Eric from Jacksonville:
Do you think Jacksonville will ever go to the PSL option like most teams around the league?
Vic: Not in the foreseeable future; you have to have an overwhelming demand situation to be able to sell permanent seat licenses. I don't know if "most" teams have PSLs. The last I looked, fewer than half the teams in the league did.
John from Jacksonville:
The Steelers/Ravens game prompted a question. There was a play where the Steelers coach threw the red flag to challenge a TD and the Ravens coach threw the flag to challenge the catch. What are the rules when both coaches throw the red flag on the same play?
Vic: It wouldn't matter how many challenge flags are thrown because separately or collectively they would accomplish the same thing, which is to say a comprehensive review of the play. As soon as I saw the ball come loose from Santonio Holmes' hands as he stretched it out at the goal line, I knew the Ravens would challenge because a receiver must maintain control through the ground to complete the catch, if he hadn't already done so. As it turned out, the Ravens saved Mike Tomlin a lot of embarrassment. Had the Ravens not challenged the catch call and Tomlin had challenged the no-touchdown call, review of the play would've reversed the catch call. Tomlin, effectively, would've cost his team a touchdown, had it scored from the one-yard line.
Alex from Jacksonville:
When Willis McGahee was lying on the ground after his scary injury, I could not believe music was being played in the stadium throughout the whole ordeal. That was exceptionally crude. I knew Pittsburgh was a town full of simple-minded steel workers but I did not realize it was also a city full of classless jerks.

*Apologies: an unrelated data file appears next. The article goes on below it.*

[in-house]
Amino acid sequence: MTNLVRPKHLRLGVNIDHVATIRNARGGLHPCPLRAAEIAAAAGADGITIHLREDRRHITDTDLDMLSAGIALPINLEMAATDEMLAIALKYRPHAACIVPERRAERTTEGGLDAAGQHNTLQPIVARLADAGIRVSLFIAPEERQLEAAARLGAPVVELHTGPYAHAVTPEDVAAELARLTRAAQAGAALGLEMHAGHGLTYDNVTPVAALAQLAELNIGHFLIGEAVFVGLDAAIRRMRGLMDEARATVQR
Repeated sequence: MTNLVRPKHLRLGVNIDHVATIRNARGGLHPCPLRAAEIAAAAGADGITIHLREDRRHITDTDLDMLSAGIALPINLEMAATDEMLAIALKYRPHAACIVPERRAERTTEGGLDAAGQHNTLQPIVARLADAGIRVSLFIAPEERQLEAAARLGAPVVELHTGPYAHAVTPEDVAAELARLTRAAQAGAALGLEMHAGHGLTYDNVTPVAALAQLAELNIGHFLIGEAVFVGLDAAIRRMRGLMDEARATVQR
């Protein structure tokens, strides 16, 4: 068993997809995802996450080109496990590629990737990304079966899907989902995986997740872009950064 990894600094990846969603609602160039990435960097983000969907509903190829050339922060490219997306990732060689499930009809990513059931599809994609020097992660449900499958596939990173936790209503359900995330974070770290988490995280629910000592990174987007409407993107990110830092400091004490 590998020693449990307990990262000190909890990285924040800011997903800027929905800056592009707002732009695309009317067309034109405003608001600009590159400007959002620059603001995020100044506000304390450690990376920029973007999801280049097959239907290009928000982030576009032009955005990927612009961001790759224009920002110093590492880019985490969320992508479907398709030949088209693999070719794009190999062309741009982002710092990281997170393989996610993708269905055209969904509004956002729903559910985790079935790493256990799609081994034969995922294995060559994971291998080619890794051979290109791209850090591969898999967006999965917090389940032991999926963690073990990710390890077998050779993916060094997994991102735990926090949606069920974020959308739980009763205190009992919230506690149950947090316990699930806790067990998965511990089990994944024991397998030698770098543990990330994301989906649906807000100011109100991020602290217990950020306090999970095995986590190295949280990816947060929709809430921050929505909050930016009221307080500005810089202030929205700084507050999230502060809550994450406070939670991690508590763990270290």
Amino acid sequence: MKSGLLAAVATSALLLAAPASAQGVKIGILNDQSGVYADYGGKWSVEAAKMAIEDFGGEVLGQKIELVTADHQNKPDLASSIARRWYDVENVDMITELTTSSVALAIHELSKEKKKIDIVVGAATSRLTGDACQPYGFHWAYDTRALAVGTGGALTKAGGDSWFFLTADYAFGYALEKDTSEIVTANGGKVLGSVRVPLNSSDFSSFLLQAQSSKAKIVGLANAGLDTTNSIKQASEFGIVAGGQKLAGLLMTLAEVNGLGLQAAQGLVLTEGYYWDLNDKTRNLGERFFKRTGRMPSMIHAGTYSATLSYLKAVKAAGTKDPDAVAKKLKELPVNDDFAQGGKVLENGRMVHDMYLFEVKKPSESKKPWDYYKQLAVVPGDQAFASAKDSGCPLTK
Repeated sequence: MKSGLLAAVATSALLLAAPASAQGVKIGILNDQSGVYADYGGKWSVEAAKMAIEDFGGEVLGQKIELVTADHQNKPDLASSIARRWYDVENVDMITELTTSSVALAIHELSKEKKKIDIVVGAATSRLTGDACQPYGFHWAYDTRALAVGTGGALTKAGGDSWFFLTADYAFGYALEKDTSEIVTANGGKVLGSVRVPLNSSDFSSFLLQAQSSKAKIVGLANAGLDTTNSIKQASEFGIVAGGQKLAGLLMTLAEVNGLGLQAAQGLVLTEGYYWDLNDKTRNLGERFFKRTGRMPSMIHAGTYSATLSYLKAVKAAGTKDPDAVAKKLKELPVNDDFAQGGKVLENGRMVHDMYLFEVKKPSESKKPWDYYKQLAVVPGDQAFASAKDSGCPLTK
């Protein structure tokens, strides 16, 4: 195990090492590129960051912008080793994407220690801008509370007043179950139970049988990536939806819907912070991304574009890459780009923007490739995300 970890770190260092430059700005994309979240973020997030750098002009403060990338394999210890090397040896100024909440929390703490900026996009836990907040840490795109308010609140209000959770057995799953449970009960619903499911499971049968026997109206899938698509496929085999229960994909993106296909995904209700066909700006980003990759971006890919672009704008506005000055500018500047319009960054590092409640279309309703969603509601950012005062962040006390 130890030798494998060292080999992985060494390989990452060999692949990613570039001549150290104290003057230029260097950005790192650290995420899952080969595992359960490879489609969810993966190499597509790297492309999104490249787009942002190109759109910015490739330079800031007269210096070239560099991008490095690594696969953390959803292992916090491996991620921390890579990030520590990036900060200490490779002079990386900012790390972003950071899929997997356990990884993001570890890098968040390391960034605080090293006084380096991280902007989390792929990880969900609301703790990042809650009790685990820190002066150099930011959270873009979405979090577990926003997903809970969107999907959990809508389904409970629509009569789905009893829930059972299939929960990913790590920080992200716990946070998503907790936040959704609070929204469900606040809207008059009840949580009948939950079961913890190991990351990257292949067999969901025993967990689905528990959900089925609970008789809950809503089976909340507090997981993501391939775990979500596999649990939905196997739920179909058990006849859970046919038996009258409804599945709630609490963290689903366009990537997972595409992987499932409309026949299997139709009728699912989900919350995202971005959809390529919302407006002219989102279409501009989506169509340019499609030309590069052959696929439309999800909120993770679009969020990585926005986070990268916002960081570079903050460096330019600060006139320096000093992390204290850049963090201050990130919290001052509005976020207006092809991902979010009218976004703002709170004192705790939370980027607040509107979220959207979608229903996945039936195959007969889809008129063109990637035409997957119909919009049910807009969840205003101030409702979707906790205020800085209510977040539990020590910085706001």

Vic: See question and answer below.
Ross from Farmville, VA:
All I could hear from the stands as McGahee was carted off was clapping (to be expected) and enthusiastic statements of support so that he could hear them. Clapping for him is typical, but the enthusiastic and vocal well-wishes are a nice show of class.
Vic: People hear and see what they want to hear and see. Some people hate, some people love.
Perry from Orange Park, FL:
A study done by the University of Oregon's Warsaw Sports Marketing Center revealed that football fans who played Madden had a higher football IQ than those fans who didn't. Maybe Madden isn't all bad after all?
Vic: Fortunately, I don't have a degree from Oregon.
Chris from Duval, FL:
What are the chances of trading the eighth overall pick for Anquan Boldin?
Vic: I'm curious. Do you play Madden?
Chris from Jacksonville:
There's been a lot of flap on the sports programs about the hit on Willis McGhee. Personally, it looked to me like Clark was trying to lead with his shoulder but they both ended up bashing helmets. I don't think there was anything dirty about it. Your thoughts?
Vic: One of the mistakes fans make in interpreting the helmet-to-helmet rule is that they apply it to all situations. Unless it involves blatant spearing, helmet to helmet applies only to quarterbacks and defenseless receivers. Once a player becomes a runner, he ceases to be defenseless and at that point the helmet-to-helmet rule does not apply. Willis McGahee was a receiver on the play, but once he got his second foot down after the catch, he became a runner who could defend himself. Ryan Clark's intent was to tackle McGahee as briskly as possible. It's what all defenders do. The idea is to cause a fumble, which Clark did. There has been no fine on Clark. It was a clean hit. Football is a tough game for tough guys.
Andrew from Jacksonville:
Where's Vic? Must be out with all the other libs worshipping their new "messiah." You're in for a letdown. Nothing is going to change. You libs are going to continue to blame G.W. for everything that goes wrong for the next 10 years. By then the sheep will have gotten wise to you and then the change will begin.
Vic: I just went golfing; that's all. Geez!
Mikey from Lake City, FL:
I was sad to hear Dante Lavelli passed away. Do you have any stories about him you could share?
Vic: I was covering a Hall of Fame induction ceremony about 20 years ago. Lavelli was one of the Hall of Famers on hand and they always honor those in attendance by announcing them. When they called Lavelli's name, Mike Ditka and another Hall of Famer, it may have been Doug Atkins, each put an arm under Lavelli's arms and hoisted him out of his seat and into the air so the fans could see him. That's when I realized football was a really tough game.